Adapting to life's beginnings and endings

Sunday, October 9, 2011

Lynn's family moved to a new Army base. Each time they move, the children must enter a new school and make new friends. They are always either entering a different environment or departing. Nevertheless, both children and parents act as if they'll live in their present location forever. They must take that attitude in order to survive and find some degree of stability and belonging. Lynn's wife said, "One way we survive and can feel secure and connected is we first find a church we can attend. Another is through some treasured possessions we acquire along the way. Everywhere we go the family usually finds some mementos and arranges them in our latest home."

The familiarity of worshipping in the same type of church and having access to the same material goods provides some security. Life is filled with beginnings and endings. One learns how to cope, endure, or even accept the beginnings and endings with excitement and challenge.

You purchase a different house, often believing you'll live there the rest of your life. Then you either tire of it, outgrow it, move to a different locality or the neighborhood becomes undesirable. The home fails to continue meeting your needs. You part with it and start all over again.

If you think you've reached a place of comfort that will never change, you had better step aside and reconsider because that too will end and you must begin anew.

Evelyn's family moved quite frequently. In fact she attended five different high schools and about that number of grade schools. Evelyn, rather than becoming despondent and depressed always loved going to an unfamiliar place. She looked forward to the fresh group of friends she'd meet. Her brother always hated the moves. He disliked leaving his former friends, and meeting new people was difficult. There were two different perspectives held on the same situation. Evelyn looked forward to both the beginning and the end. She enjoyed the past but looked forward to an exciting new future with different peers. Her brother, however, looked sadly at the ending of one time and the greeting of another new beginning.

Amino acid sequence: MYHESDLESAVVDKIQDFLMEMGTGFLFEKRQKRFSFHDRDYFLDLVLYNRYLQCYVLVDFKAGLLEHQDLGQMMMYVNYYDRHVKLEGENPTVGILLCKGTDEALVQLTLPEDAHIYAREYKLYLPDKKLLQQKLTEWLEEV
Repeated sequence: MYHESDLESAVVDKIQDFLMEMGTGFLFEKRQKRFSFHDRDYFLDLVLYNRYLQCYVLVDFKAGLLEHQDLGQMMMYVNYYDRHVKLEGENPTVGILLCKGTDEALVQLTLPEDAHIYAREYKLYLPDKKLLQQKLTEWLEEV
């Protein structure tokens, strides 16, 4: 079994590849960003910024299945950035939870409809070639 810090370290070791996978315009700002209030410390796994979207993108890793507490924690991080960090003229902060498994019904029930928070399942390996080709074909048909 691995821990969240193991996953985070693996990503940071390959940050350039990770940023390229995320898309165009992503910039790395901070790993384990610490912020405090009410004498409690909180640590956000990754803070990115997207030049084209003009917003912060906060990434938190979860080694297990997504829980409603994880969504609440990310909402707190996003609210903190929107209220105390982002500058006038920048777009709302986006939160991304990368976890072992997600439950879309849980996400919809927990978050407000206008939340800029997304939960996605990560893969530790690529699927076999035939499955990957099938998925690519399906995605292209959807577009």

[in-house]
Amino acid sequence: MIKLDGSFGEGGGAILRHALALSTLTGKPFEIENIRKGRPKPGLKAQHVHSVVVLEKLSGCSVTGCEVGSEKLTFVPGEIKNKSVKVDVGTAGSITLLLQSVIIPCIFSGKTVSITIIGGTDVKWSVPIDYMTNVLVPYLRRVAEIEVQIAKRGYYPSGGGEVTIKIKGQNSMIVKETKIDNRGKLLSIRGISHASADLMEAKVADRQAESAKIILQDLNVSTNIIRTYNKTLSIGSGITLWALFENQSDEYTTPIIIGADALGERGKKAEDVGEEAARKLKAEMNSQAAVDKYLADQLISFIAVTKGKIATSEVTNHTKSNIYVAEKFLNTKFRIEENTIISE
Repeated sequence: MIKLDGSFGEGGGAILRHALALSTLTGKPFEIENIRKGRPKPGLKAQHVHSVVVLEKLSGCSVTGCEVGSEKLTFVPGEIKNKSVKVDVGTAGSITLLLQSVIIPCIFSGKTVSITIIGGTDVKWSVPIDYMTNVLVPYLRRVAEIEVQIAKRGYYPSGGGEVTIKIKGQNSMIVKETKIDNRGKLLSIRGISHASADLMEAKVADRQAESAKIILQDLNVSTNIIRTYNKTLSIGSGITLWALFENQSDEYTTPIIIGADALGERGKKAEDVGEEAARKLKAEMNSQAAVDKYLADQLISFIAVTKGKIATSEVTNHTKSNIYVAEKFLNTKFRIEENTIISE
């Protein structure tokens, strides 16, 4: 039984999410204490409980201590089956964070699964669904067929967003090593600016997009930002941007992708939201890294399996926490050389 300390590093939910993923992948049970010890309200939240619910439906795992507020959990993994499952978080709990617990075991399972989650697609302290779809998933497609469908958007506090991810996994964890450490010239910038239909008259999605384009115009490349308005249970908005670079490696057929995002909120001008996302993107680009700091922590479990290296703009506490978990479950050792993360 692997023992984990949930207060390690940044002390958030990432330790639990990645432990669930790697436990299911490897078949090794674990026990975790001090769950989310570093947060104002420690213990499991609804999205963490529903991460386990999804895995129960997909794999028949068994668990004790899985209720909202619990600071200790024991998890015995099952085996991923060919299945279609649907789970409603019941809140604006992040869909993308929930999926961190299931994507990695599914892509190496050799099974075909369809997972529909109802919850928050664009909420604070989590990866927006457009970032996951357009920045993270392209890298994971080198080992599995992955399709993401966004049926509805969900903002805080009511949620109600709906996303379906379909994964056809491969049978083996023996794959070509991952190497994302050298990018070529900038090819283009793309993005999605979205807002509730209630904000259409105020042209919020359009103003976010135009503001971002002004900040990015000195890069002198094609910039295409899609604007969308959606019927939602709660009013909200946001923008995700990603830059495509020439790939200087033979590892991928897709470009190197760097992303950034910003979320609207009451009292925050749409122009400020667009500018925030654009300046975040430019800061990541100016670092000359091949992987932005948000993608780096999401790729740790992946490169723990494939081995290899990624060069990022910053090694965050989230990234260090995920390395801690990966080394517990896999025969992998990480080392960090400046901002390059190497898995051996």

One starts on a trip and finally arrives at his destination be it to visit, for business or for yet another reason. Again, he must end it, and begin his journey back home again and begin where he left off, once more.

When someone marries, hopefully that will be one beginning and ending for the two. They will be together forever until death parts them. However, this fails to always materialize. Numerous people begin and end marriages more than once because of the death of a spouse or through divorce. Regardless one must adjust to each new beginning and ending.

A story was told about a man who had six sons, all of whom were blind. The father put the boys to work washing an elephant, everyone being in charge of a different part of the animal. When the boys finished they discussed what the elephant looked like. One son said the elephant was like two large fans. He had been washing the ears. Another said the elephant looked like two walls. He had been washing the sides. The third son said the animal was like a thick rope. He was washing the trunk. Each held a different view because of what he experienced. They argued and the father heard them. Listening to their story he laughed and explained what the elephant truly looked like. "You are all right, but you are also wrong," he said. He used the scenario to explain how various individuals see God. Everyone can be right but also wrong. So it is with beginnings and endings in life. Search their value and then choose to accept them and be happy or rebel and remain miserable. "A merry heat does good, like a medicine" (Proverbs 17:22).

Ellen Shuck holds degrees in psychology, religious education and spiritual direction and provides spiritual direction to people at her office.

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